Mai Tais to Thailand
Perspectives from My Explorations of South East Asia
This awesome play on words was presented to me last night by my friend Tiffany at girls’ night.
We all laughed hard that it would be my book title. Tiffany, I promise to cut you in on my royalties.
I wrote 195 pages of notes and personal observations, on my 9 week trip to Thailand, Cambodia and Indonesia. I’d like to share those observations on my blog in the coming months.
It’s a reflection process for me. And it’s really fun to go back through my journal.
Here’s my a snippet of my first journal entry on my trip.
May 3, 2017
I am in Signapore right now. It’s 6:05 am. I’ve been up since 3:55 am. I arrived at the airport around 11:50 pm yesterday. I lost my West Virginia hat halfway through the night. Bummer.
I found “transfer lounge” to sleep. After fitful naps under my yoga rug, sleeping on my backpack, I was awakened from my deepest sleep of the night. The Singapore Police, most of which were in full battle rattle complete with automatic rifles slung across their chests, were checking boarding passes and passports. You had to have a connecting flight to stay in the airport overnight. Nice wake up call.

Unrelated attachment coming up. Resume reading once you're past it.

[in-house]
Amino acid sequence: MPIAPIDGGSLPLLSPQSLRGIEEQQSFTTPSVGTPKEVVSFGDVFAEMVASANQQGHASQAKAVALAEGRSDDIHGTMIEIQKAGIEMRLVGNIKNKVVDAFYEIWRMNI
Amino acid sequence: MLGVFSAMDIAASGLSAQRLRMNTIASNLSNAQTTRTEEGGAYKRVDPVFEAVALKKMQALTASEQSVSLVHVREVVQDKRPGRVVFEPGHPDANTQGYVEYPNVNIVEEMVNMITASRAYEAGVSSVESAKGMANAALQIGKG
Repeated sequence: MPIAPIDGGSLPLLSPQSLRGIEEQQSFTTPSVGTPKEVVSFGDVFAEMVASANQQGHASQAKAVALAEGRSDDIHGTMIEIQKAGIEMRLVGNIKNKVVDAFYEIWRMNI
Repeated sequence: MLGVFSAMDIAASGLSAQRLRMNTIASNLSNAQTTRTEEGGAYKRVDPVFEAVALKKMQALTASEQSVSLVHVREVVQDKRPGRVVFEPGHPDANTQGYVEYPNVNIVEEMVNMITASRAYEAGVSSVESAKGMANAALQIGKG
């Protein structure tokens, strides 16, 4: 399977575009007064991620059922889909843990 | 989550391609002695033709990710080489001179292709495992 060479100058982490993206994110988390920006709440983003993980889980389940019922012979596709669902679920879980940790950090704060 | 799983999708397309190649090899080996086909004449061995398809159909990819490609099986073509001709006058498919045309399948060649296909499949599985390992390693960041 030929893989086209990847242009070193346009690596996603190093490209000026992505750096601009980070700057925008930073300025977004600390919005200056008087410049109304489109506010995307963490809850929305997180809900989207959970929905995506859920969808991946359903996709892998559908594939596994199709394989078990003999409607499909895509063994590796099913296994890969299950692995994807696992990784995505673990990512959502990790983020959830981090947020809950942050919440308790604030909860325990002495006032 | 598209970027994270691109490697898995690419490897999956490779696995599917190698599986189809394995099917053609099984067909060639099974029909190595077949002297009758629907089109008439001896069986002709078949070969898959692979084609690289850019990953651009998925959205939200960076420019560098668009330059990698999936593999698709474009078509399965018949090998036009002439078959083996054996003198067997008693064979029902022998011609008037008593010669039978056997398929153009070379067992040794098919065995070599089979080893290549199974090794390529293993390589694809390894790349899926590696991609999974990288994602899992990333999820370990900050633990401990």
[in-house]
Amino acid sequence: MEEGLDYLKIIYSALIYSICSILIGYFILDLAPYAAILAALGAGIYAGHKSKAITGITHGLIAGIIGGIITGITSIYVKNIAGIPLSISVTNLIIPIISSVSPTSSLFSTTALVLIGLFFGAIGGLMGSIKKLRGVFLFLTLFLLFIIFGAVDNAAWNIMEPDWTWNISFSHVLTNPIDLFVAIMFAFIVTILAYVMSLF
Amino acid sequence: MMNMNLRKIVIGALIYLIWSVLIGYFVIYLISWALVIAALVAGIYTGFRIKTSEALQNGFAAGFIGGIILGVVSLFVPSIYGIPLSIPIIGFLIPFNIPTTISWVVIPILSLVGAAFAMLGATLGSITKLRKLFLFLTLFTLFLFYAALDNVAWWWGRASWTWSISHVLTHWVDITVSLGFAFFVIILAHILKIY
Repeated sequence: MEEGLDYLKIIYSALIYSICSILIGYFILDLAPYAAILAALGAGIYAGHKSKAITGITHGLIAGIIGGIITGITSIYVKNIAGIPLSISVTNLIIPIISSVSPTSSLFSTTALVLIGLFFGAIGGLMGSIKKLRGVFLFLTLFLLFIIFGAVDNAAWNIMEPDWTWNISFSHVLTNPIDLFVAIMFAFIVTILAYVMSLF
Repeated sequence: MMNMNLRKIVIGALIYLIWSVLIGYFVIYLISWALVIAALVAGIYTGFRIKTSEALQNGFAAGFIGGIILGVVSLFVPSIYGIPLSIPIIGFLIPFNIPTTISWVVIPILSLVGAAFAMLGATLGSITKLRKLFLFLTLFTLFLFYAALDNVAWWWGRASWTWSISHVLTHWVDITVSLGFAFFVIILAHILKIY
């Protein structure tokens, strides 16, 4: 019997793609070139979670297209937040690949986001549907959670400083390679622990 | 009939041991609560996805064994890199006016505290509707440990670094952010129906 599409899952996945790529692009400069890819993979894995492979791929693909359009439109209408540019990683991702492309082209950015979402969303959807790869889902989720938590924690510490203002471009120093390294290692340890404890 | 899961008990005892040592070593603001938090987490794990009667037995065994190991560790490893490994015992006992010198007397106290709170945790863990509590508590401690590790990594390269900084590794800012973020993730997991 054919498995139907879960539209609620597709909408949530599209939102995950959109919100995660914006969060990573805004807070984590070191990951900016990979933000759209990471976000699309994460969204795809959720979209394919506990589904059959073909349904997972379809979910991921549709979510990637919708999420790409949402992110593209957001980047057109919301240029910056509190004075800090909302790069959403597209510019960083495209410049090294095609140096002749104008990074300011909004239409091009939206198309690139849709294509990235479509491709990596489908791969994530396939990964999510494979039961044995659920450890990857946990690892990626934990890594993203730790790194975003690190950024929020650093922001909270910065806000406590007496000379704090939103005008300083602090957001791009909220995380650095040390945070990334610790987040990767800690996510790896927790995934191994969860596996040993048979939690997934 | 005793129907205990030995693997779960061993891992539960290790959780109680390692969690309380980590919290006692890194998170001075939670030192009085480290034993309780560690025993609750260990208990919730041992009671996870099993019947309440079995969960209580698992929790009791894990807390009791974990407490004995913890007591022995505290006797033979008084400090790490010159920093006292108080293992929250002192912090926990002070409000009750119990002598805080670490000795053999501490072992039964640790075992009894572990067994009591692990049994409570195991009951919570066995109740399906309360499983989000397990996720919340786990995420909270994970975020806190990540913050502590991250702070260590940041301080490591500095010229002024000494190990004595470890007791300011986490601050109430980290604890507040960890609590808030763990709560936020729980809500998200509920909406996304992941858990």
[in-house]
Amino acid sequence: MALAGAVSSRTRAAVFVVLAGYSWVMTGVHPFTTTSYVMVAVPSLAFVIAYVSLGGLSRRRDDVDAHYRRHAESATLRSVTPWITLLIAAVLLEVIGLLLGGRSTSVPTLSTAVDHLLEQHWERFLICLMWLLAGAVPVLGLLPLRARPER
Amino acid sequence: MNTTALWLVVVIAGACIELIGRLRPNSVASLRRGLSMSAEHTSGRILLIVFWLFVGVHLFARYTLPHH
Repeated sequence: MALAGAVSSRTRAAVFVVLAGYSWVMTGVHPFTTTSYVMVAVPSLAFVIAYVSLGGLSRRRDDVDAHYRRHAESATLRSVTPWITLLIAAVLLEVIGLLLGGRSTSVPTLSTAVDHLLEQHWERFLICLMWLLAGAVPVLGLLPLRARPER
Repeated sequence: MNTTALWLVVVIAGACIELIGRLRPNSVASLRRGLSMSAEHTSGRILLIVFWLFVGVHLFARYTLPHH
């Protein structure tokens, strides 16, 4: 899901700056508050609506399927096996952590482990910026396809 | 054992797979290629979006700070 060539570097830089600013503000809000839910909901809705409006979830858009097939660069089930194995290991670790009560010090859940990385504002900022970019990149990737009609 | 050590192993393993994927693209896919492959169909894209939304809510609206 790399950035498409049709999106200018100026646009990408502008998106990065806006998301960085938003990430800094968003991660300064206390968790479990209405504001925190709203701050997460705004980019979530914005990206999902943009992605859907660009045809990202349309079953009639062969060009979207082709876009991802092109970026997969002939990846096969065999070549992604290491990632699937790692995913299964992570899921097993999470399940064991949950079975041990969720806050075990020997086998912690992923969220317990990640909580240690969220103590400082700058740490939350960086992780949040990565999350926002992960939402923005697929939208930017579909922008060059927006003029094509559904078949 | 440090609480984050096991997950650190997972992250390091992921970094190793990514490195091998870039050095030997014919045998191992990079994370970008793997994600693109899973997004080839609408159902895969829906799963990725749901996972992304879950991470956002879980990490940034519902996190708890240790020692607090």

I am now at the gate for my flight to Ko Samui, Thailand. I have been reading an article in Mindful Magazine about creativity. The article explained one of the basic foundations of creativity is being open to the experience. Observing. And being motivated by those experiences and observations. Thus defines the theme of my trip.
In Eat, Pray, Love, Elizabeth Gilbert famously writes about “finding your word”. I found my mantra. “I am open to the experience.”
This is empowering and encourages resourceful thinking. I am not even to my first destination and I’ve experienced several opportunities to be “open”:
• I forgot my debit card. This was a big panic moment for me.
• Left my book in an airport bathroom. The bookmark was my next boarding pass. Found it and the boarding pass.
• In a sleep deprived stupor, lost my favorite West Virginia hat in the airport. When I realized it was gone, I retraced my steps. It was not to be found.
• I meditated (prayed), did some yoga moves in the middle of Chicago O’Hare. I was calm and likely someone else’s entertainment.
This journal entry allows me to reflect on how panicked I was about not having easy access to cash on my travels.
Traveler’s tip: I made friends with other Americans and they withdrew cash for me and I immediately paid them via PayPal. Western Unions are prolific in South East Asia as well, so it wasn’t a bad scenario after all. The uncertainty and ability to trust made me grow. In fact, trust became such a huge aspect of my trip. I think to travel solo you have to simply trust.